The Government of Canada is working with many partners, including grassroots organizations, universities, other levels of government and internationally to find ways to protect and conserve our water.
In Atlantic Canada, Environment Canada has signed an agreement on environmental cooperation with the four provincial governments including a water annex and work plan outlining how they will work together to protect and conserve our water resources. Additionally, Environment Canada’s Atlantic Ecosystem Initiatives provides funding to community groups to carry out projects that are designed to have a positive impact on the entire ecosystem.
Across the country, our scientists collaborate with world-class researchers. For example, the University of Saskatchewan, which was recently awarded a Canada Excellence Research Chair in Water Security, has located its new water security institute at Environment Canada’s National Hydrology Research Centre. At this centre, scientists are working using an interdisciplinary and integrated approach to addressing regional and national water issues.
Both Canada and the United States are affected by the other's actions in lake and river systems along the border. The two countries cooperate under the Boundary Waters Treaty to manage these waters. The government has in place a number of separate agreements, such as the Canada–U.S. Great Lakes Water Quality Agreement, to help restore and maintain the chemical, physical and biological integrity of the waters of the Great Lakes and the portion of the St. Lawrence River that straddles the Canada–U.S. border.
The Government of Canada is also making an important contribution on the international stage, through its more than 30 years of involvement and $2.5-million investment in the United Nations Environment Programme's Global Environmental Monitoring System, GEMS/Water.
Chemicals and Our Water
One drop of oil can render up to 25 litres of water unfit for drinking.
Human waste and industrial activities cause water pollution that can seriously harm fish and other wildlife. Each body of water is part of a delicately balanced ecosystem in continuous interaction with the surrounding air and land. Freshwater bodies have a great ability to break down some waste materials but not in the quantities discarded by today's society.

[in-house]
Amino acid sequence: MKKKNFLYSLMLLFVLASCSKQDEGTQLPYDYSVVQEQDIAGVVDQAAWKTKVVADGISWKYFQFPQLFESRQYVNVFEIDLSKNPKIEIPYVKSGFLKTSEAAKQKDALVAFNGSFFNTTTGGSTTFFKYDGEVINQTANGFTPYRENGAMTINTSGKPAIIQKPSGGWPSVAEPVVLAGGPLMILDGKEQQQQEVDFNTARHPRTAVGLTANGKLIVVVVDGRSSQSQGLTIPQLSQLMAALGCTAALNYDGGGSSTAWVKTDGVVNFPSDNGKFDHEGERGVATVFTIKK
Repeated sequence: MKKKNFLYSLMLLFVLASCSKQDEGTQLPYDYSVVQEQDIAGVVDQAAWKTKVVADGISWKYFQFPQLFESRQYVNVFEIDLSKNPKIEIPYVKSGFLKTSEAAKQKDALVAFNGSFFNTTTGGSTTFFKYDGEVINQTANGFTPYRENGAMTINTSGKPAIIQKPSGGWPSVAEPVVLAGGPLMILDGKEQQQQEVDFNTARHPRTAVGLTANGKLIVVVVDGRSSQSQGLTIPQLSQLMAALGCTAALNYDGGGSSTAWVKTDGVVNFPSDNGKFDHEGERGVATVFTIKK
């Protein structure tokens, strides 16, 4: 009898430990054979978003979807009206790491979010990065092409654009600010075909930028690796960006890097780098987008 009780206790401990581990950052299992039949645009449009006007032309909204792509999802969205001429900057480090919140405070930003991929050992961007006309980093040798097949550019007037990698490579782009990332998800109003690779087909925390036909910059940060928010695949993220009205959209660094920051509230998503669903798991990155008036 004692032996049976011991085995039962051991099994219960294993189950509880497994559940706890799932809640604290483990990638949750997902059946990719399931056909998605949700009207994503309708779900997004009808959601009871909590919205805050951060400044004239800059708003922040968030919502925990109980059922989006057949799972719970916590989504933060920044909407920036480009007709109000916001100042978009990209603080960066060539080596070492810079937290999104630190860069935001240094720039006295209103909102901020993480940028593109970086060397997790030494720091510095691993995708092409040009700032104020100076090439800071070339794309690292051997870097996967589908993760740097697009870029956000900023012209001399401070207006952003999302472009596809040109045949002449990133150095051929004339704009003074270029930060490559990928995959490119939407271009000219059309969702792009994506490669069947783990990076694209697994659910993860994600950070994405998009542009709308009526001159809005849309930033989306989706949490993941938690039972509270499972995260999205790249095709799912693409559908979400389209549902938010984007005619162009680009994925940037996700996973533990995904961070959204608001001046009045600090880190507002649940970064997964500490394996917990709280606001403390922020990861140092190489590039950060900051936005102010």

The result of this overload is pollution that eventually puts the ecosystem out of balance. Chemicals in aquatic ecosystems can harm fish and wildlife by reducing fertility and causing genetic deformities, immune system damage, tumours and death.
Through the Chemicals Management Plan, the Government of Canada is taking action to regulate chemicals that are harmful to the health of Canadians and our ecosystems. Federal regulations also restrict the level of phosphorus in household and industrial cleaning products such as laundry and dishwasher detergents. Phosphates released into the environment from these products can flow into waterways and cause algae, including blue-green algae, to grow in lakes and rivers.
What You Can Do
- Use EcoLogoM-certified environmentally friendly products around the house. Visit www.ec.gc.ca/education for more information.
- Use detergents that are phosphate-free.
- Never dump hazardous substances down storm drains because they flow directly into waterways.
- Dispose of paints, car fluids and other potentially dangerous substances properly--they can leach into groundwater. Call your municipality to learn about the disposal method in your region.
Water Science that Benefits You
Did you know?
Every day over 600 scientific and technical professionals working for Environment Canada conduct leading-edge research to better understand environmental issues that affect Canada's water resources.
For 40 years, Environment Canada scientists have explored diverse areas that impact our water quality and quantity. For example, they have worked to understand and improve water quality in the Great Lakes—St. Lawrence ecosystem, to understand Prairie potholes, as well as the Arctic and our northern river basins.